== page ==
Disclaimer: These pages are not actively maintained, and some of the practical information on the site is out of date. I am working on a new version of the site that will focus more on my photos and memories of travel in Southeast Europe, and less on practical details that too easily become obsolete. In the meantime, please treat the information here with caution.
The Pirin Mountains
Bulgaria's south-west corner holds some of its most exciting landscapes, ranging from towering granite peaks to otherwordly sandstone pyramids. As well as offering access to all this scenery, Bansko and Melnik are attractive places to stay in their own right.
Bansko and Mt Vihren
Lake in the Pirin Mountains
Located at the meeting point of the Pirin, Rila, and Rhodope mountains, with good transport connections and convenient access to hiking trails in the Pirin, Bansko is a popular stop on journeys around southwestern Bulgaria. It has an attractive old centre, with plenty of stone houses and cobbled lanes. Bansko is also known for its many traditional restaurants or mehanas, where you can fill up with hearty mountain fare to replace the calories you burned off while hiking. Folk bands often play in the mehanas - out of season the band members can outnumber the diners.
It's possible to start hiking at the southern edge of Bansko, at the entrance to the National Park. The trail to the Demyanitsa hut, for example, passes a couple of waterfalls. It does take a long time to get above the treeline, so you might want to arrange transport to one of the hikers' huts. There are plenty of marked trails and a number of mountain refuges for multi-day trekkers. Even if you only have a day to spare, you should be able to make your way through some wonderful glacial landscapes dotted with lakes. Other trails start from the nearby logging town of Dobrinishte.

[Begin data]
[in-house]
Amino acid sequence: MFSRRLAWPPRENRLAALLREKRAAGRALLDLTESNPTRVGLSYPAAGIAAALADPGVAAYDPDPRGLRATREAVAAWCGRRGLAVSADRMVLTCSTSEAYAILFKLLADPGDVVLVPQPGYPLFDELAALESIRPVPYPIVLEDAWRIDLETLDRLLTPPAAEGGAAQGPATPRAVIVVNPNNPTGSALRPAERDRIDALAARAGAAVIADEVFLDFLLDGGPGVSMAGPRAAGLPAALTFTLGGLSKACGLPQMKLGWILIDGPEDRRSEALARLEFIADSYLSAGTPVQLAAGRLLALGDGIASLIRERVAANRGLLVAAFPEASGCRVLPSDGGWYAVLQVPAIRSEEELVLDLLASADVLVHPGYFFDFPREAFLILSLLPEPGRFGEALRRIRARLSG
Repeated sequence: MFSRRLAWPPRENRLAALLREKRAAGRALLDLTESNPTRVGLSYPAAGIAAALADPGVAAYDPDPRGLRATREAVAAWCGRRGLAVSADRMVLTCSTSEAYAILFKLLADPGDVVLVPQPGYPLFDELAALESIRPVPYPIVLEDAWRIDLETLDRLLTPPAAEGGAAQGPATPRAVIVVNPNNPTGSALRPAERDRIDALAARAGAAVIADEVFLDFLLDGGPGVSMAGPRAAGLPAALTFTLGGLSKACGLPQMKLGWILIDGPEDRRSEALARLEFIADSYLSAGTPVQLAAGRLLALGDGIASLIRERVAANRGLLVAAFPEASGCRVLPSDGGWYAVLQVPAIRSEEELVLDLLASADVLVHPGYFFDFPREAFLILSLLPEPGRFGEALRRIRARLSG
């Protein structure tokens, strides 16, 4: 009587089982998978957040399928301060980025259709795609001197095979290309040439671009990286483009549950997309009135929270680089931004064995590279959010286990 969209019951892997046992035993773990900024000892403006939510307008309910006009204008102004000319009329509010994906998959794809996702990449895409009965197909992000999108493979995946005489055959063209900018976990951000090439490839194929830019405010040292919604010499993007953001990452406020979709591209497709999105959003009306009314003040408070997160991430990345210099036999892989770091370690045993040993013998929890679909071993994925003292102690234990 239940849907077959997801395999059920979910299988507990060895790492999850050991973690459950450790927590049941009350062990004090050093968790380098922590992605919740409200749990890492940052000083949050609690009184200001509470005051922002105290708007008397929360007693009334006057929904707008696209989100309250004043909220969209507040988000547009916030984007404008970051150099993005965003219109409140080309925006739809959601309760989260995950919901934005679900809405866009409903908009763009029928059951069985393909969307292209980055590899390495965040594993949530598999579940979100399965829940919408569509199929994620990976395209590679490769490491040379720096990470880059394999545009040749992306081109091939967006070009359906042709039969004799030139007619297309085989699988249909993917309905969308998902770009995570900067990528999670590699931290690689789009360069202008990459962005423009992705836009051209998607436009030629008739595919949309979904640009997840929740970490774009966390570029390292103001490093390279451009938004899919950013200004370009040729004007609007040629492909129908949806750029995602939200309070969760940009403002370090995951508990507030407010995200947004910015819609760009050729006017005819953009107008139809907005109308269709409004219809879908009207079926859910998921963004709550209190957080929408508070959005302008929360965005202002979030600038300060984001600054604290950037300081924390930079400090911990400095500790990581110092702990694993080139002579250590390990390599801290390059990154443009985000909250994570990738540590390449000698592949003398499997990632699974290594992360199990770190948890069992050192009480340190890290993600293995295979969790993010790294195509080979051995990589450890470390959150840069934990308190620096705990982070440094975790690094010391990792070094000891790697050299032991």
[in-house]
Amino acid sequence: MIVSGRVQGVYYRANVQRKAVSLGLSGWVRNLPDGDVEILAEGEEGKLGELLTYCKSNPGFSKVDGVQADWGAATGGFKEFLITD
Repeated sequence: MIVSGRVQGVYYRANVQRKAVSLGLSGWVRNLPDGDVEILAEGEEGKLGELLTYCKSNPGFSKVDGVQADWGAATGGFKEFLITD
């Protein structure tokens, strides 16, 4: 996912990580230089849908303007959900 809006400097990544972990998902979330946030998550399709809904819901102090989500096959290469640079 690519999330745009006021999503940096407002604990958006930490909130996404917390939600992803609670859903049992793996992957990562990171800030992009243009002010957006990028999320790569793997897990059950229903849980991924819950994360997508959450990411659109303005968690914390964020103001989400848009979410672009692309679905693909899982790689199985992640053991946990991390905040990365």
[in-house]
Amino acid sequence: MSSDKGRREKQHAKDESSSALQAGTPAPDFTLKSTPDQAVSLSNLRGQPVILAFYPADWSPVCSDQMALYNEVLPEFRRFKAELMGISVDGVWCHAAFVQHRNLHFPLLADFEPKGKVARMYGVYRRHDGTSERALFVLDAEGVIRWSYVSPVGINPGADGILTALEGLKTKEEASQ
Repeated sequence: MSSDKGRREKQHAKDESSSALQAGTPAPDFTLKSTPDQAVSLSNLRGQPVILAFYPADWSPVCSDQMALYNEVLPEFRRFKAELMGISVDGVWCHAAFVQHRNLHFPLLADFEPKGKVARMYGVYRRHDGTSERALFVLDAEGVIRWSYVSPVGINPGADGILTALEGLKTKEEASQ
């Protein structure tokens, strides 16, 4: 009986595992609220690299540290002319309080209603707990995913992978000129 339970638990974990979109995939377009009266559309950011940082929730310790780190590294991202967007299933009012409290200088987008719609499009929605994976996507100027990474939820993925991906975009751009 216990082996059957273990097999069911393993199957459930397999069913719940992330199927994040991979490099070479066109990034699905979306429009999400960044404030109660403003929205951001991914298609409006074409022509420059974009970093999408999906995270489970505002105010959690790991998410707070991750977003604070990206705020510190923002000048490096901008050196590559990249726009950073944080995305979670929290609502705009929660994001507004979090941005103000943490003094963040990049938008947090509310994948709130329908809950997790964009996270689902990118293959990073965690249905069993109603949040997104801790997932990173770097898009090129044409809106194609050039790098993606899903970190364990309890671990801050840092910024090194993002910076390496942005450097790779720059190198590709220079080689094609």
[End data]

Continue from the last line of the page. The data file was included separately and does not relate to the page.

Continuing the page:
When I first visited Bansko it had a modest tourist trade, mostly appealing to Bulgarians. Over the last couple of years it has been developed as a large international ski resort. A new cable car has been opened, characterless hotel and apartment buildings have spread across the plateau at an astonishing rate, and dozens of estate agents advertising in English only have appeared in the centre of town. No doubt this is good news for skiers, but unfortunately it somewhat detracts from the town's appeal for summer visitors. During a later visit in July 2006 I had to abandon an attempt at an evening stroll on the edge of town, due to the incessant construction traffic which had made the streets even muddier and dustier than in a normal Balkan town. Perhaps things will improve when (if?) the building work is completed.
Follow the Metsa valley south from Bansko to reach Gotse (or Goce) Delchev, located where the valley broadens out just before the Greek border. The town isn't a major destination in itself but does have an appealing Mediterranean feel, with life appearing to be lived mainly out of doors (at least in summer), and the central streets brightened by a profusion of flowers.